[Show abstract][Hide abstract] ABSTRACT: Objective
The relationship between admission serum calcium levels and in-hospital mortality in patients with acute ST-segment elevation myocardial infarction (STEMI) has not been well definitively explored. The objective was to assess the predictive value of serum calcium levels on in-hospital mortality in STEMI patients.
From 2003 to 2010, 1431 consecutive STEMI patients admitted to the First Affiliated Hospital of Nanjing Medical University were enrolled in the present study. Patients were stratified according to quartiles of serum calcium from the blood samples collected in the emergency room after admission. Between the aforementioned groups,the baseline characteristics, in-hospital management, and in-hospital mortality were analyzed. The association of serum calcium level with in-hospital mortality was calculated by a multivariable Cox regression analysis.
Among 1431 included patients, 79% were male and the median age was 65 years (range, 55–74). Patients in the lower quartiles of serum calcium, as compared to the upper quartiles of serum calcium, were older, had more cardiovascular risk factors, lower rate of emergency revascularization,and higher in-hospital mortality. According to univariate Cox proportional analysis, patients with lower serum calcium level (hazard ratio 0.267, 95% confidence interval 0.164–0.433, p<0.001) was associated with higher in-hospital mortality. The result of multivariable Cox proportional hazard regression analyses showed that the Killip's class≥3 (HR = 2.192, p = 0.026), aspartate aminotransferase (HR = 1.001, p<0.001), neutrophil count (HR = 1.123, p<0.001), serum calcium level (HR = 0.255, p = 0.001), and emergency revascularization (HR = 0.122, p<0.001) were significantly and independently associated with in-hospital mortality in STEMI patients.
Serum calcium was an independent predictor for in-hospital mortality in patients with STEMI. This widely available serum biochemical index may be incorporated into the current established risk stratification model of STEMI patients. Further studies are required to determine the actual mechanism and whether patients with hypocalcaemia could benefit from calcium supplement.
PLoS ONE 06/2014; 9(6):e99895. DOI:10.1371/journal.pone.0099895 · 3.23 Impact Factor
[Show abstract][Hide abstract] ABSTRACT: Iodinated contrast media (CM) can induce apoptosis and necrosis of renal tubular cells. The injuries of endothelial cells induced by CM on the systemic condition have not been fully understood. To assess the toxic effects of non-ionic CM on the glomerular and aortic endothelial cells, iopromide and iodixanol, two kinds of representative non-ionic CM, were used for the in vivo study. Sixty aged rats were respectively received the agents or normal sodium intravascularly. No obvious apoptosis and morphological change was detected in the glomerular and aortic endothelial cells apart from renal tubules after CM administration. However, expressions of the nitric oxide synthase (eNOS) in glomerular endothelium were decreased at 12h after CM injection. Furthermore, plasma creatinine and endothelin-1 were increased and plasma nitric oxide (NO) was decreased significantly after CM administration. However, we failed to observe the significant increase of plasma von Willebrand Factor. These results suggest that non-ionic iodinated CM do not induce apoptosis and necrosis of glomerular and aortic endothelial cells in vivo. Decreased eNOS expression and increased plasma endothelin-1 may be involved in non-ionic iodinated CM-induced endothelial dysfunction and kidney injury.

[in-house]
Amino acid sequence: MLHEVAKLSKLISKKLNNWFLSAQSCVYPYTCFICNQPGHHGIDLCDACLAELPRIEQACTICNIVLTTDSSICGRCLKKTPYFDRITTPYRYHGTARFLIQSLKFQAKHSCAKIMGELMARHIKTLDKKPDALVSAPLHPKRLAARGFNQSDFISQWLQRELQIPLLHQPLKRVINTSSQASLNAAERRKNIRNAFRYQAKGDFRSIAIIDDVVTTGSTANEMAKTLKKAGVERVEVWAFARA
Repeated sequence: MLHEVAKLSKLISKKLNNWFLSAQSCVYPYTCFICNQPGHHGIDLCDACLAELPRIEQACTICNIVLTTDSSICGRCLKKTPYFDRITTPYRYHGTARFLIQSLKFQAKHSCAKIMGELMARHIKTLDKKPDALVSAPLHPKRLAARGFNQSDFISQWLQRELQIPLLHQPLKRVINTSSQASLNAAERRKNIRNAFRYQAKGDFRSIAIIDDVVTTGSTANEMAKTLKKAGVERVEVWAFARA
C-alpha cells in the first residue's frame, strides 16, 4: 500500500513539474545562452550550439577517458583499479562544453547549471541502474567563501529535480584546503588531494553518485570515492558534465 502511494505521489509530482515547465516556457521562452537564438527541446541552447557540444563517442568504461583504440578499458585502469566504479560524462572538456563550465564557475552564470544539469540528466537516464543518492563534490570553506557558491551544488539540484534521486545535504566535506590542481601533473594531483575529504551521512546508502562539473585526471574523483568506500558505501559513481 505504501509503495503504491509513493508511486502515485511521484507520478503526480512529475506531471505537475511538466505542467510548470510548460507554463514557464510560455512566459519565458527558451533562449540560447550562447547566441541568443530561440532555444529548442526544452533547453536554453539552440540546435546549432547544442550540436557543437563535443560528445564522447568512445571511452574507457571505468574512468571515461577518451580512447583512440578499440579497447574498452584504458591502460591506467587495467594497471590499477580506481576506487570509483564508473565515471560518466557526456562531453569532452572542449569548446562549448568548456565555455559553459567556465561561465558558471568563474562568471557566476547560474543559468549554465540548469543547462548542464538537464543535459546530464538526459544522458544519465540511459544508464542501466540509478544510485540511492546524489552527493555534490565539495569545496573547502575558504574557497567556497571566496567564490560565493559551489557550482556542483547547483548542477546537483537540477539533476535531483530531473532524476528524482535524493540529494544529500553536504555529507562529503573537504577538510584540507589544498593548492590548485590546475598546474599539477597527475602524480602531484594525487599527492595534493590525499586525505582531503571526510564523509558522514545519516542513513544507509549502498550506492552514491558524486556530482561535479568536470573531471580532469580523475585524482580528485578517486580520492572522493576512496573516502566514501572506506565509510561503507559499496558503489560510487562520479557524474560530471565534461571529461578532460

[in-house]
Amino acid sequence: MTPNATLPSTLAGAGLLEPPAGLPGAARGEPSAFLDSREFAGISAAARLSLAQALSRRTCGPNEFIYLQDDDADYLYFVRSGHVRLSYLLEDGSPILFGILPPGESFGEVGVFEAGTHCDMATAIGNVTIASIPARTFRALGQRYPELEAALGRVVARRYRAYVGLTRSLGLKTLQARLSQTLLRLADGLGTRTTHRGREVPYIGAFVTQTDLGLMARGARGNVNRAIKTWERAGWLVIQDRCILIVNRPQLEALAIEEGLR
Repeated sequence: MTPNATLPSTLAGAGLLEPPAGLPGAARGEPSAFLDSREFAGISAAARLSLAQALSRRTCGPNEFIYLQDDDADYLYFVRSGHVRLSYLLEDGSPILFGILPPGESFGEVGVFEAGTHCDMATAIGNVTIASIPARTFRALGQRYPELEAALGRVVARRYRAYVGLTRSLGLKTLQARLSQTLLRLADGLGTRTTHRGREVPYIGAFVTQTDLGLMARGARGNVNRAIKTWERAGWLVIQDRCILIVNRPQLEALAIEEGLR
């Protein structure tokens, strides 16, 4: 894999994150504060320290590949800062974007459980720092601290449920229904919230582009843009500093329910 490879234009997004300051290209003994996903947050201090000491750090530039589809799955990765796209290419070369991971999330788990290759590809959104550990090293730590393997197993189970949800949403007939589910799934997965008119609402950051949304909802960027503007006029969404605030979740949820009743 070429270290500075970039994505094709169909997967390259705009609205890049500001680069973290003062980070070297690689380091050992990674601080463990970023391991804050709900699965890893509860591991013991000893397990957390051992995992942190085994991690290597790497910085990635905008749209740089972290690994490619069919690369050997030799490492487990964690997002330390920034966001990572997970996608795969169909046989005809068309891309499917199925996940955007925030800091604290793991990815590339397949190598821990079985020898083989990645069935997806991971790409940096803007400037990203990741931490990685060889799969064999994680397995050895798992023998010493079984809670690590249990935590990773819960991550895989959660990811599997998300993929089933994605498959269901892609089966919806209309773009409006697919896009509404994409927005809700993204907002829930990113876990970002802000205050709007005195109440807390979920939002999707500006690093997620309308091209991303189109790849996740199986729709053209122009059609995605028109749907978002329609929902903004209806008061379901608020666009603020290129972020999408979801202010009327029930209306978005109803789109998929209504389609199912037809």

[Show abstract][Hide abstract] ABSTRACT: Objective
To investigate the regulation of High sensitive C-reactive protein (Hs-CRP) and WBC count in patients with coronary heart disease (CHD) by percutaneous transluminal intervention (PCI) and to discuss the mechanism of inflammatory reaction after coronary stenting.
Journal of Nanjing Medical University 07/2008; 22(4):246-249. DOI:10.1016/S1007-4376(08)60073-8
[Show abstract][Hide abstract] ABSTRACT: To study the relationship between insulin resistance and cardiovascular risk factor clustering.
The height, body weight, waist circumference, and hip circumference were measured, and fasting venous blood was drawn among 1 196 rural residents, 533 males (44.57%) and 663 females (55.43%), aged 35 approximately 59 with the average age of 46.69, in Pizhou City, Jiangsu Province, selected by random sampling. Fasting serum true insulin (TI) was determined by ELISA. Blood lipids were measured by completely automatic biochemical analyzer. Homeostasis model assessment (HOMA) index was calculated and used as the indicator to evaluate insulin resistance. The statistic methods, such as Spearman correlation, partial correlation and multivariate Logistic regression were used to study the relationship between insulin resistance and hypertension, overweight, visceral obesity, dyslipidemia and cardiovascular risk factors clustering.
The median (Q(R)) of TI and HOMA index were 4.89 (3.02 approximately 7.09) mIU/L and 0.98 (0.57 approximately 1.44) respectively, and TI and HOMA index of the female subjects were significantly higher than those of the male subjects (P < 0.01). The correlation coefficient between HOMA index and cardiovascular risk factors number was 0.290 (P < 0.01) by Spearman correlation analysis and 0.177 6 (P < 0.01) by partial correlation analysis after adjustment by age, sex, body mass index and waist circumference respectively. The results of non-conditional multivariate stepwise Logistic regression indicated that insulin resistance associated with cardiovascular risk factors aggregation and was independent of age, sex, body mass index and waist circumference, and the odds ratio (95% CI) was 1.250 (1.089 approximately 1.434).
Insulin resistance may be a common pathogenetic mechanism of cardiovascular risk factor dustering.